Due to the high levels of Vitamin C in the local cider and the fact that the Basque Country produced the first whalers in the 15th century, the sailors were mostly immune to the effects of scurvy. By the 16th century, the endurance of the whalers had come to be known around the world, providing the Basques an advantage over other maritime nations and areas. For apple farmers, it was a magical moment, as more cider houses were constructed and more cider was consumed than ever before. In actuality, the profits were used to build San Sebastián. Alboala, a museum in Pasaia, is now constructing a full-scale reproduction of the San Juan, a whaler’s ship that drowned off the coast of Labrador in 1565, as a tribute to this history.

As we thought back on the past, Arratibel remarked, “Nothing endures forever. “The whaling industry sank at the same time as a boom, and the cider sector was experiencing financial difficulties. Apple trees were removed, cider houses and pressing equipment were shut down, and new crops were planted.” There were 100 cider houses in the city of San Sebastián alone at its peak at the end of the 19th century. Now, not one of them is left. Before the now-famous Rioja wines of the Basque Country were on the scene, numerous cider businesses throughout the region were forced to close due to changing tastes, which destroyed the culture of the industry.

Petretegi, which is featured, is one of the outstanding 19 cider homes in the little town of Astigarraga.
Petretegi, which is featured, is one of the outstanding 19 cider homes in the little town of Astigarraga.

However, when the tx ritual was created at the end of the 20th century to remember the traditional ways, there was a revival of both drinking cider and planting apples. And today, the Basque Country overflows with resurrected cider buildings that are open for cellar tastings and tours. Every mealtime at some places, about 200 liters of cider are consumed.

A group of 19 cider houses is located in the town of Astigarraga, which is in the Gipuzkoa region, which is located around San Sebastián. The orchards form a sinuous ribbon of fruit trees in the soft hills that slope north towards the San Sebastián shore, which is only 7 km distant. The goal is to revive native apple varieties and cross-pollinate trees to enable the growth of multiple types on a single sapling.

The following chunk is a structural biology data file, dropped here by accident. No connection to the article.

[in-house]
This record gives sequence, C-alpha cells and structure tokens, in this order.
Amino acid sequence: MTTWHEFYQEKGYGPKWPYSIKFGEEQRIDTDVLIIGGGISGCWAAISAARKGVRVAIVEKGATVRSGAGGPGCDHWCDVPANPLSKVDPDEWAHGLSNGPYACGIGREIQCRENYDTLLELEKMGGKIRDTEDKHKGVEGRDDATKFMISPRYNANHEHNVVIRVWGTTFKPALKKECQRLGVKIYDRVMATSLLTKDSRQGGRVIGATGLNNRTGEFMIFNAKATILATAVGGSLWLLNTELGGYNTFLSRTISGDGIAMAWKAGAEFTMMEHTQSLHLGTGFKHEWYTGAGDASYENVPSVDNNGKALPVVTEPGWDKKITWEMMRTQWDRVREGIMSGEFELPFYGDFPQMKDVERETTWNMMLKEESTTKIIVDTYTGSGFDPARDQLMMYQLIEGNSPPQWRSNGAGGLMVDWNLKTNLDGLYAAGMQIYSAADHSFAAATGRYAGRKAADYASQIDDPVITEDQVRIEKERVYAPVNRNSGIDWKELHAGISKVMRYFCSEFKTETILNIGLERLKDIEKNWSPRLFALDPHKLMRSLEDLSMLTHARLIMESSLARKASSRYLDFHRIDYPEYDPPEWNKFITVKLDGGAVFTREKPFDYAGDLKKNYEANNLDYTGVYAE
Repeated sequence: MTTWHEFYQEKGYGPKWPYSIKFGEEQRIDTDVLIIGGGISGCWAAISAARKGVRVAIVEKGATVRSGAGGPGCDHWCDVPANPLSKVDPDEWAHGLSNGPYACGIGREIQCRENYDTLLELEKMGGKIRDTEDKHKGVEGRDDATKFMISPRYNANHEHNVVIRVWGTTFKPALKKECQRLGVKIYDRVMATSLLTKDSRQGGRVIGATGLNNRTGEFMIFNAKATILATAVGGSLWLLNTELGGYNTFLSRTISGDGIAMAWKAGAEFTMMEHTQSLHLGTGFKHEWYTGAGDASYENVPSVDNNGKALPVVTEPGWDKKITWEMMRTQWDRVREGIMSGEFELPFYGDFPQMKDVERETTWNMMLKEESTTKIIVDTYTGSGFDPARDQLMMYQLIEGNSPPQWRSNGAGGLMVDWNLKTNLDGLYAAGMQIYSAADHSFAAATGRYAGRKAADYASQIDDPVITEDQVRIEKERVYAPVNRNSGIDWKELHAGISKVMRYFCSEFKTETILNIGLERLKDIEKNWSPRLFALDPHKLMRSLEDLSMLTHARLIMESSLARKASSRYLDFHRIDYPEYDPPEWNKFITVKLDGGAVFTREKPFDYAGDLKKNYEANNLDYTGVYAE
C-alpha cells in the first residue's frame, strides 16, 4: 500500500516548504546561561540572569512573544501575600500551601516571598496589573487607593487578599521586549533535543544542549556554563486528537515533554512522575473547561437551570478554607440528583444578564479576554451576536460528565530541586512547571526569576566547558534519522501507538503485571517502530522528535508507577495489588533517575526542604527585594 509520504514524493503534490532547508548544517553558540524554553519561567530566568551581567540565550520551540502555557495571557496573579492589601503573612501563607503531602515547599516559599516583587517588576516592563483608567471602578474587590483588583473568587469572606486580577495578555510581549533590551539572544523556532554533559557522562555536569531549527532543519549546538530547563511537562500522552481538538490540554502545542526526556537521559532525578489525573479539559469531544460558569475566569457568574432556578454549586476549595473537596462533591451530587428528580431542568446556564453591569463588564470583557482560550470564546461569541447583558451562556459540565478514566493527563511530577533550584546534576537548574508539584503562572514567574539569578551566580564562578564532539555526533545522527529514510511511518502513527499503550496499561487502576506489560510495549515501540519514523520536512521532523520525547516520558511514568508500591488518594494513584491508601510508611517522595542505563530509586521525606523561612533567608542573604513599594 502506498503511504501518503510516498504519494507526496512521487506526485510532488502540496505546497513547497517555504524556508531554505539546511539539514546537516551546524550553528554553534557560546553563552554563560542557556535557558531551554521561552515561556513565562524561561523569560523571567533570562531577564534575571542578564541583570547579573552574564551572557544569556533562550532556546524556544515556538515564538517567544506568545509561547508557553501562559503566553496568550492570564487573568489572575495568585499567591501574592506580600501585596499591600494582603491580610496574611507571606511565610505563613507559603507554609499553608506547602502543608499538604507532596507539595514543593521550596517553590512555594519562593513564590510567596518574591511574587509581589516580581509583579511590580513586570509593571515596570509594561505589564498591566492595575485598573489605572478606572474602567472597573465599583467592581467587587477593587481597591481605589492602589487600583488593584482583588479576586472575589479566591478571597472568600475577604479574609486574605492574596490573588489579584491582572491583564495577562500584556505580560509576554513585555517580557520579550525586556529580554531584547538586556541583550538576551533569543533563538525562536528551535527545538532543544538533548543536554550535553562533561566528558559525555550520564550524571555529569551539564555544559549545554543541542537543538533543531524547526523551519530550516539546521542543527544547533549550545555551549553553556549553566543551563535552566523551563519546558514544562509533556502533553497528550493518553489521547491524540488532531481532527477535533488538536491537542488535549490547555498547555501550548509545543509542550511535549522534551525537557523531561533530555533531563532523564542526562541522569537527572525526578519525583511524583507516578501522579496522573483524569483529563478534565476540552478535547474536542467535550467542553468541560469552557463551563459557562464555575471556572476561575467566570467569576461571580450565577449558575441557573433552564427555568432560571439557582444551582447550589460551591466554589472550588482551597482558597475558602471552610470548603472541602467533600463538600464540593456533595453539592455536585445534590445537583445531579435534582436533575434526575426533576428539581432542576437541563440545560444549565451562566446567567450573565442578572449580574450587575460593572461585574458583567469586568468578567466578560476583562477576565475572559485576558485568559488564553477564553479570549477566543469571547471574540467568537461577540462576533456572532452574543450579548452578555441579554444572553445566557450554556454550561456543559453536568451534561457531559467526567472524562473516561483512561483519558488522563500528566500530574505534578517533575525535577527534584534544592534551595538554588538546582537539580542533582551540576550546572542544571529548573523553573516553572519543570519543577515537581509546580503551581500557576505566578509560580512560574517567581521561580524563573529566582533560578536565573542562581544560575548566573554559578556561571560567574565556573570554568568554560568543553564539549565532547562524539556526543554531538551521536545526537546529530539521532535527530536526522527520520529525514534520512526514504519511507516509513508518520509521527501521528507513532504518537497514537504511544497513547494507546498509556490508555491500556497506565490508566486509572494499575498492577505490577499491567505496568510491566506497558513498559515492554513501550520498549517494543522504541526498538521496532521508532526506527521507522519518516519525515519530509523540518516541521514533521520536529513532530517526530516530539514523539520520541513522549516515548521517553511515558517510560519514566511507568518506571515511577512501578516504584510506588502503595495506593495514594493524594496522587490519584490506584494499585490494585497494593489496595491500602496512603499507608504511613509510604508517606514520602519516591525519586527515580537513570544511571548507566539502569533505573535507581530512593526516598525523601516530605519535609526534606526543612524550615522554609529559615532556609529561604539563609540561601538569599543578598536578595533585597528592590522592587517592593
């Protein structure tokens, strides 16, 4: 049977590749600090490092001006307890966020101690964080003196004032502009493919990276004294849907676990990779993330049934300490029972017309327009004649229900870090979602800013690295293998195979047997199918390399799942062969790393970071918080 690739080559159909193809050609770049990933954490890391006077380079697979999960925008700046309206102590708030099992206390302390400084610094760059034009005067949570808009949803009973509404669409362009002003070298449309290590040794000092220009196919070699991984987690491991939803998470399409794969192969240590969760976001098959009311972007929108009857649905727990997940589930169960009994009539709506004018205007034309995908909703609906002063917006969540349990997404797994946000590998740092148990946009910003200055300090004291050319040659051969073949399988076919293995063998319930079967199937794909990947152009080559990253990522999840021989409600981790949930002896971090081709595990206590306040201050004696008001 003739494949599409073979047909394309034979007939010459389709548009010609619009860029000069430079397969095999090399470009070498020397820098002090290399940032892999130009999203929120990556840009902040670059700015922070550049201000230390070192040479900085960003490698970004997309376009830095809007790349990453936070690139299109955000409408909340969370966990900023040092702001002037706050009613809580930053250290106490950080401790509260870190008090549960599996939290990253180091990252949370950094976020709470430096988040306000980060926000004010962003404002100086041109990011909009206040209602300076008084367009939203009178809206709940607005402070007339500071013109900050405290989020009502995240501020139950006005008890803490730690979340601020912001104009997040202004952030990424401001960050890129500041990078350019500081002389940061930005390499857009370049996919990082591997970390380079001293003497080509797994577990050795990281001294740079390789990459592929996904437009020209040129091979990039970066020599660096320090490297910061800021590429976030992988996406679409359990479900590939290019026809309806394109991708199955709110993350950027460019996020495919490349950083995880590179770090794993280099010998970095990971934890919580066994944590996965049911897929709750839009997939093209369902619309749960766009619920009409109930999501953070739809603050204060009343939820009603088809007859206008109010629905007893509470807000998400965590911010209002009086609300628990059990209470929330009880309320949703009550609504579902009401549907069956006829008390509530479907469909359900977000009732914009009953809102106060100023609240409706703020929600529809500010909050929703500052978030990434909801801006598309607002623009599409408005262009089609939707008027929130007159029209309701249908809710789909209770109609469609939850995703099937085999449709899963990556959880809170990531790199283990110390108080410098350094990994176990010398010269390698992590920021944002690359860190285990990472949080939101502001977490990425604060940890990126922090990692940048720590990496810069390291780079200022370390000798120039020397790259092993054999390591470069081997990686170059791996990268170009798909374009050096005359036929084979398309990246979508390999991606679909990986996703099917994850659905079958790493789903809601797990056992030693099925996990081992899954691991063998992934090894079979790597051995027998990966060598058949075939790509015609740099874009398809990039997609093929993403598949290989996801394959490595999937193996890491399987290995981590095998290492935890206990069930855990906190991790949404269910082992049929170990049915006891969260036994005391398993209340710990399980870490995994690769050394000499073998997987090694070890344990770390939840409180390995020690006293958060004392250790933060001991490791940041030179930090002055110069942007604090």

Additionally, during the September harvest, up to 15 million liters of cider are made around the area. Alcohol splashing, laughter, and general merriment are almost audible.

A trip to Astigarraga and its most historic cider houses, Zapiain, Lizeaga Sagardotegia, and Petretegi, is essential for understanding how the past and present are related. The free-flowing cider keeps customers entertained while servers dish out plates of txuleta (salt-crusted T-bone steak), taco de bacalao (salt fish with green peppers), and chistorra (miniature chorizo). The goal is to enjoy the booze while also learning about Basque traditions and why it has become such a popular destination for foodies. While dinner menus typically cost around €35, unlimited cider costs just €7.

My final day was spent in Petretegi, where I once again heard the “Txotx!” call. Golden cider poured out. Under wooden rafters, drinkers gathered. As night fell and gusts blew up the river, friends in groups topped off and sampled from the barrel after barrel. I joined them naturally and without hesitation.